putting him into the secretarial pool, was the intensity in his eyes. They were hazel, kind of a neutral color, but focused, as if there were something behind them fine-tuning their lenses.

“Do you actually want to know what my thesis is?” I said. “Or are you just being polite?”

“Polite
isn't a word I'd use to describe Sam,” Ellen said with a laugh.

“Besides, differential calculus doesn't usually constitute small talk,” Dr. Wang said.

“I guess I have no choice but to say I really want to know.” Sam was still grinning.

“If they had just put a little basil in this sauce,” Max said, “it would have made all the difference.”

“Nice try, Dr. Ironto,” Sam said to him. “But let me just get my question answered before we go off into the culinary world.”

Max looked like the host whose tea party has just been crashed by the Hell's Angels. He knew me.

“So how much algebraic topology have you had?” I said.

“None,” Sam said. “I didn't even know it existed.”

“I'd have to give you a crash course, then. You sure you have that kind of time?”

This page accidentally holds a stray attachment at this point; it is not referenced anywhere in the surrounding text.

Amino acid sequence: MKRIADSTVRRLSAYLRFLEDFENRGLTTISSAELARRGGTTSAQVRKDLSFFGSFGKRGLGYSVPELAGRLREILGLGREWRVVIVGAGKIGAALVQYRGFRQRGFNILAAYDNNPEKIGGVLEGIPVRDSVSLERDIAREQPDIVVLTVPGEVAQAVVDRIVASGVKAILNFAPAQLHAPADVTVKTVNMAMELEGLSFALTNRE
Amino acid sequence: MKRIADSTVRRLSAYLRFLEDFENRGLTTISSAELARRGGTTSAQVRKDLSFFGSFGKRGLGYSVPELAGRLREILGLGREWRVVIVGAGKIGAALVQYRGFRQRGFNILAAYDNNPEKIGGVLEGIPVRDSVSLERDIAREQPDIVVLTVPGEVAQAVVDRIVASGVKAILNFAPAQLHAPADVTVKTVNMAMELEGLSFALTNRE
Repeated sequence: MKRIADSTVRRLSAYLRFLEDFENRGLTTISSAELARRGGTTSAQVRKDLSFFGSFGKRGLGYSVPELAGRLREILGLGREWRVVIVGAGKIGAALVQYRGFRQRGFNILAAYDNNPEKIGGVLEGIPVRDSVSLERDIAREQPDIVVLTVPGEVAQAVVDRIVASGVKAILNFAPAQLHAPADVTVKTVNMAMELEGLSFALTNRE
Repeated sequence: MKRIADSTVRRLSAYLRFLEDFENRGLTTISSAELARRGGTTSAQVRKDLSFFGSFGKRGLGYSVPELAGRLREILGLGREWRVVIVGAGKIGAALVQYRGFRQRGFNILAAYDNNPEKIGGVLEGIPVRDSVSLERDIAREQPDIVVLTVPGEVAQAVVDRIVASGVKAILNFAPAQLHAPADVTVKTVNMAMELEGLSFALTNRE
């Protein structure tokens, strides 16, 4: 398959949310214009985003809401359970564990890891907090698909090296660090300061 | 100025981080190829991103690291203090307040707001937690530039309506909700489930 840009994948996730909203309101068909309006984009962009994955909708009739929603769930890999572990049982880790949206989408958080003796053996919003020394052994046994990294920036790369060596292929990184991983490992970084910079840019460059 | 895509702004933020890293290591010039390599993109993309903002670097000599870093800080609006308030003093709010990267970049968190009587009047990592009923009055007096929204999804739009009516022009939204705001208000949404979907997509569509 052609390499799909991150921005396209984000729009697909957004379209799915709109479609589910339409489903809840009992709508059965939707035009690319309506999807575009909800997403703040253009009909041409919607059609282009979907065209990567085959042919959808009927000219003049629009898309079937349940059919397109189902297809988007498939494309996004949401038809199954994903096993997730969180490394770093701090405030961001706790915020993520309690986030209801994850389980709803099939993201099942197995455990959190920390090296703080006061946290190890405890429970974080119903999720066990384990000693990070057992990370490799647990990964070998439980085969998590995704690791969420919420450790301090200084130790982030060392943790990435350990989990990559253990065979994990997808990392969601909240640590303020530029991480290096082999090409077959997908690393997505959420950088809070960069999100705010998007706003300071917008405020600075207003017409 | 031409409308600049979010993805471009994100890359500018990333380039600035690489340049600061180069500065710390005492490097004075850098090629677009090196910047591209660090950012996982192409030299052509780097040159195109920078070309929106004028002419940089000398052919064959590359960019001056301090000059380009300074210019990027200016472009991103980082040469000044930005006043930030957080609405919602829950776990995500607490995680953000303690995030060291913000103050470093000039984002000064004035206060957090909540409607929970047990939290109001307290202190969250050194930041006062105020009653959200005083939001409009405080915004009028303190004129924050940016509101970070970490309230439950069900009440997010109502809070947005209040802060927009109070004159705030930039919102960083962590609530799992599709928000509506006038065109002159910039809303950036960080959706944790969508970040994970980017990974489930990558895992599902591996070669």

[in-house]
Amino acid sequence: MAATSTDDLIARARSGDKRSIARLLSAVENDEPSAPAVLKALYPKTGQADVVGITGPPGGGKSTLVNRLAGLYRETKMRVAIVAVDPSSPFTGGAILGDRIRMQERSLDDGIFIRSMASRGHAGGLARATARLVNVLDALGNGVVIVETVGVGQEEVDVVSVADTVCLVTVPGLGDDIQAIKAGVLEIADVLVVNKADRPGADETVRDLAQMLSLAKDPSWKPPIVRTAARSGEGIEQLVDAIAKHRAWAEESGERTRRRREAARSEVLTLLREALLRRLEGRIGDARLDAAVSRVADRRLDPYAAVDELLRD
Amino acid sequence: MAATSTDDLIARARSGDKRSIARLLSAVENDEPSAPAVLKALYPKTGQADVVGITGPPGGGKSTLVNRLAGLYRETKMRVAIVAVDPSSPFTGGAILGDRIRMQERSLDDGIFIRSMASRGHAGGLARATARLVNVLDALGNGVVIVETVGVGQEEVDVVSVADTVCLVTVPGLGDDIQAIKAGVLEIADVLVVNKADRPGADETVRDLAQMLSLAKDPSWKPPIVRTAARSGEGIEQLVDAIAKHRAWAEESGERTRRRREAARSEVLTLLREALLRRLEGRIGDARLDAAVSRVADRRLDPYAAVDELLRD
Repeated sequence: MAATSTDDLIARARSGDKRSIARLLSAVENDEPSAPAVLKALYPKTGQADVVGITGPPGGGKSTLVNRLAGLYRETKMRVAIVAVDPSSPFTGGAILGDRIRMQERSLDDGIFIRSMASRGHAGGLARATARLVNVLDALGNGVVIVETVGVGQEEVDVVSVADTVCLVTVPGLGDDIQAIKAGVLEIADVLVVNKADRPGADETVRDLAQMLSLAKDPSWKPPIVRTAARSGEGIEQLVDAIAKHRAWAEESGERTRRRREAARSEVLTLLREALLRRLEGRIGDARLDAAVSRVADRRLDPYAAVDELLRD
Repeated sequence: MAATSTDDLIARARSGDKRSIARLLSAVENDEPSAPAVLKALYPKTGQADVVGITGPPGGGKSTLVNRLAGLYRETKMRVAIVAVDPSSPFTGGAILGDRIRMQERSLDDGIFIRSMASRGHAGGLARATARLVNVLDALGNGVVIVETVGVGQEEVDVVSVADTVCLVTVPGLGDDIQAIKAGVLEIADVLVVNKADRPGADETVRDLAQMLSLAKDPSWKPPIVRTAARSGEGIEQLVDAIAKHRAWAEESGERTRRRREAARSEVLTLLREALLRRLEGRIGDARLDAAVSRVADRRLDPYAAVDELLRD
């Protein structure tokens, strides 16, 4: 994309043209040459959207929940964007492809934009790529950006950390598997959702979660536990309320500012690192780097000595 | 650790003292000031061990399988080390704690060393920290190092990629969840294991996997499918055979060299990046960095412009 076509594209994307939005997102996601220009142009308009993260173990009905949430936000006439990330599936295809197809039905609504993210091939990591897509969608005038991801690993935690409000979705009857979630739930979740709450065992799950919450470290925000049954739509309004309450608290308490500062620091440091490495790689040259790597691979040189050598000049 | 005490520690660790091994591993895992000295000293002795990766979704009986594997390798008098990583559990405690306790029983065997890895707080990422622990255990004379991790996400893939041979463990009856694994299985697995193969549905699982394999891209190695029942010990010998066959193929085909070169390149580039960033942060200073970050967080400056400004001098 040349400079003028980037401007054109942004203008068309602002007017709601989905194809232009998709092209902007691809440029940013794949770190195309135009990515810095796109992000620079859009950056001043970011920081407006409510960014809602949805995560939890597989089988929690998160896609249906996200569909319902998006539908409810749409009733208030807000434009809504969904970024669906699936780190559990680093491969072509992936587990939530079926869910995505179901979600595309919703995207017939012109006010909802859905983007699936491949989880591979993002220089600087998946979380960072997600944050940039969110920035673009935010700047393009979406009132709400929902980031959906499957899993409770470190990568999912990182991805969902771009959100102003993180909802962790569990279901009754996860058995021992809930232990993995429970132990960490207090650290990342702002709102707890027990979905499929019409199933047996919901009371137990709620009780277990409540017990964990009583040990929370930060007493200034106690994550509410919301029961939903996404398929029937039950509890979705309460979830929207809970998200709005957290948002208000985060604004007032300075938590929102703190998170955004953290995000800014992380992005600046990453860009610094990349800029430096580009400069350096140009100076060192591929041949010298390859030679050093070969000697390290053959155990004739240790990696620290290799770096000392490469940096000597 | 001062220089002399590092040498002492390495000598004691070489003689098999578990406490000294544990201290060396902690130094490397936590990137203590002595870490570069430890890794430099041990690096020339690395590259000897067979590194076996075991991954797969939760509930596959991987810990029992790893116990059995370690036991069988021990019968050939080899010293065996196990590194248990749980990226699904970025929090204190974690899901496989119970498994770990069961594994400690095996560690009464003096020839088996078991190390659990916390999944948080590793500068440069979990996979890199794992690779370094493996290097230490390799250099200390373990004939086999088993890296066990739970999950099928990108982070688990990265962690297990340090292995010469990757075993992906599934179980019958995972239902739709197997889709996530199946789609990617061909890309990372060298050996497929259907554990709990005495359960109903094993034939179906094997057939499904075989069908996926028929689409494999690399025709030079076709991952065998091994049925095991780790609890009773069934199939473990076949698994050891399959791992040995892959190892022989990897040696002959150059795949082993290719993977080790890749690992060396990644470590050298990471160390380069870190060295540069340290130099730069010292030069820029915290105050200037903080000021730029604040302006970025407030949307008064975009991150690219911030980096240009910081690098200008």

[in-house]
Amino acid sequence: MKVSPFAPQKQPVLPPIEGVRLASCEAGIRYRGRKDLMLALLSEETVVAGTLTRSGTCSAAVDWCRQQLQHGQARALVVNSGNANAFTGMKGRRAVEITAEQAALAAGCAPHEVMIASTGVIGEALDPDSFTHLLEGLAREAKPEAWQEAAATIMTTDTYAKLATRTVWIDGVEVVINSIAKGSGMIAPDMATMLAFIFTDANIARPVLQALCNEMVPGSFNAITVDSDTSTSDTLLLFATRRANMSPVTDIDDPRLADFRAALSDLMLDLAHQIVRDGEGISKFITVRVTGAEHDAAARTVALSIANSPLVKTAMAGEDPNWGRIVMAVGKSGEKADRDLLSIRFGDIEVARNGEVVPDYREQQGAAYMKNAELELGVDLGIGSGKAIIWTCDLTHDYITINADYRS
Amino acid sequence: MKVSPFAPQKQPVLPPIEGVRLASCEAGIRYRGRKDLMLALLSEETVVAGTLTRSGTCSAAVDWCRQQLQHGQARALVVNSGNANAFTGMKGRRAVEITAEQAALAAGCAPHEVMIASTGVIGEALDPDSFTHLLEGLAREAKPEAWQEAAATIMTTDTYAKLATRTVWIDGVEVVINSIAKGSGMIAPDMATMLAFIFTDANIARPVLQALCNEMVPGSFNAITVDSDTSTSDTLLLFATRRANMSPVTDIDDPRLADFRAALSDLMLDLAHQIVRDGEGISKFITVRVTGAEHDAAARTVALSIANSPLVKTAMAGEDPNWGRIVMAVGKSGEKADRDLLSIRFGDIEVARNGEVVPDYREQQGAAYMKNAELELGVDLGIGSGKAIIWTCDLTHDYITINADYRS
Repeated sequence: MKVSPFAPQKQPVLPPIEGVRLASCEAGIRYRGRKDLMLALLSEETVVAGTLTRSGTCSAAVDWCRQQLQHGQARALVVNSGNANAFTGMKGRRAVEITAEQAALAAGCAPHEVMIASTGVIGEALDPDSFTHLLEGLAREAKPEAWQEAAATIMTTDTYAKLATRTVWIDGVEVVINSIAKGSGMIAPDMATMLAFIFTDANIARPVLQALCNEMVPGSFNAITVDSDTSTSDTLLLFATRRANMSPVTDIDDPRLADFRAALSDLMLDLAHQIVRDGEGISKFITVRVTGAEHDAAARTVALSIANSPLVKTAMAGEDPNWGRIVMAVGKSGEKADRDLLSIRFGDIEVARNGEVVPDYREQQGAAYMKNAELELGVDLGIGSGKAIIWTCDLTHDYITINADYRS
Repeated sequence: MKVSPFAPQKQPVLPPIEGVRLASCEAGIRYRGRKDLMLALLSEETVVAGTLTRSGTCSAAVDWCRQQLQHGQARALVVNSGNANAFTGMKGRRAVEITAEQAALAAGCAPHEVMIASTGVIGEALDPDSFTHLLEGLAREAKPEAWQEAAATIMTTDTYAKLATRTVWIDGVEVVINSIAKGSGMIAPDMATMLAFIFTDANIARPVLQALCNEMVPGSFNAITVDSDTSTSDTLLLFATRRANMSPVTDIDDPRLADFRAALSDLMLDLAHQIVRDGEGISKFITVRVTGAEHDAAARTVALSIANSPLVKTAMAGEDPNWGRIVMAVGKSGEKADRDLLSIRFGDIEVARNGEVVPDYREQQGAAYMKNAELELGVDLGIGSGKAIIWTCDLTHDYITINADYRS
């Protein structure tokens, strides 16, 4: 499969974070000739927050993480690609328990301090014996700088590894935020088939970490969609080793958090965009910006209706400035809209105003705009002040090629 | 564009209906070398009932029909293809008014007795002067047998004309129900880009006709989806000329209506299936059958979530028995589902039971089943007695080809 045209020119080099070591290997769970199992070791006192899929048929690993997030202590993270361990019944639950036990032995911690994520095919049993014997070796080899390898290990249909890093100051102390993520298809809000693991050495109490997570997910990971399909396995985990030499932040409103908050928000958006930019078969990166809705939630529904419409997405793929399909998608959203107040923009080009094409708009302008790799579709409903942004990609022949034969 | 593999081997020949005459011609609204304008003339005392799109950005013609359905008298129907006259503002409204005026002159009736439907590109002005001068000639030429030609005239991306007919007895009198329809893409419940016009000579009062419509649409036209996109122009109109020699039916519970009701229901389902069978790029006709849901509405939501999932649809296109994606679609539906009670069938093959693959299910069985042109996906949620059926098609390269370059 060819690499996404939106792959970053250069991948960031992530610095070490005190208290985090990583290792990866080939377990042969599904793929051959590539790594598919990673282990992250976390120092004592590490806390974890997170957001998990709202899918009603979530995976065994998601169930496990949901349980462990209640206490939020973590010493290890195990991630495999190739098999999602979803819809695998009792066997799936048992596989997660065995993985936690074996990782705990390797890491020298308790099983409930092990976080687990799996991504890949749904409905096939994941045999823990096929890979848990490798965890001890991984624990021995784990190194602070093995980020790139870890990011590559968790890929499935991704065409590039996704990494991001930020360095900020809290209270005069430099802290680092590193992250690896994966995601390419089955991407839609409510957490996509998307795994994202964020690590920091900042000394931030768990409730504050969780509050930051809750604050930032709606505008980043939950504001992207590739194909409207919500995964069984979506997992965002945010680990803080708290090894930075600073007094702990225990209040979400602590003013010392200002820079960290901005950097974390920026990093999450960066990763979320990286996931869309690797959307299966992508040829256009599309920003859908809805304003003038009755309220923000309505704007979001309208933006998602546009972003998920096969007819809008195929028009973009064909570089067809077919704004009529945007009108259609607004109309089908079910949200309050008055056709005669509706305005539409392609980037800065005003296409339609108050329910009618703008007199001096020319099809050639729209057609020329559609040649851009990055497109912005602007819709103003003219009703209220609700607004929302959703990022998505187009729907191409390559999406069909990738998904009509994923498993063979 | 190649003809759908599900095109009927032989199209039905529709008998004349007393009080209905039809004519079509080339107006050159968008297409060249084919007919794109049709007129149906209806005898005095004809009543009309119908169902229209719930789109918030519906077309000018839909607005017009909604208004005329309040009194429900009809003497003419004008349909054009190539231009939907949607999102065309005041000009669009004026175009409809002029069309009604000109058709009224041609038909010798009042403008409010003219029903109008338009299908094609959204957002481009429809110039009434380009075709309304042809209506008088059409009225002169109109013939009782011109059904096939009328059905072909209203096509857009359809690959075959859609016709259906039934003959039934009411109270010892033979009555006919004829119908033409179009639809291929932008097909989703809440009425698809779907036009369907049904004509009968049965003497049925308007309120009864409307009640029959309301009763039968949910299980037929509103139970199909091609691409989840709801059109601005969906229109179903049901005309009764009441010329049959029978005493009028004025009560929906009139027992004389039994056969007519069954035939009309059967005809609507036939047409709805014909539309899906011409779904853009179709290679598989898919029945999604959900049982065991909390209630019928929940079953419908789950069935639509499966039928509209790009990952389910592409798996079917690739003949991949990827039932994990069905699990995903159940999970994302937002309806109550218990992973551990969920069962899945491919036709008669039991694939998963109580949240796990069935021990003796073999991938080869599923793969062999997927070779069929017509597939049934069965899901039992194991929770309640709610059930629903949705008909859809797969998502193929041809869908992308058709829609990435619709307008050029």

Sam grinned again. “Sure. I should be able to get that down before they bring the dessert.”

I set my fork on the edge of the plate and folded my hands. My eyes locked onto Sam's. “I'm specifically in the area of K-theory, working with vector bundles. We can take any shape and assign a vector space, so that for every point on the shape we end up with a vector bundle. K-theory studies those vector bundles.”

Sam's full lips were twitching. “Ah, that certainly clarifies it for me. How about the rest of you?” He grinned while surveying everyone around the table.

“I'm good to go,” Ellen said.

“Okay, but here's my real question,” Sam said. He leaned over
his broccoli. “Why? Why do you want to fool around with
shapes
in the first place?”

“Because I can,” I said.

“She has a terrible image problem,” Max said, straight-faced. “We've tried therapy, but still, always with the inferiority complex.”

“All right,” I said. “I do it because it's beautiful.”

“Math
is beautiful?” Mrs. Wang said.

Ellen was shaking her head. “No, Jill. A sunset at Half Moon Bay is beautiful. A German chocolate cake is beautiful. Geometry is not beautiful. What were you saying about basil, Max?”

“No, really, indulge me here,” Sam said. “I'm intrigued.”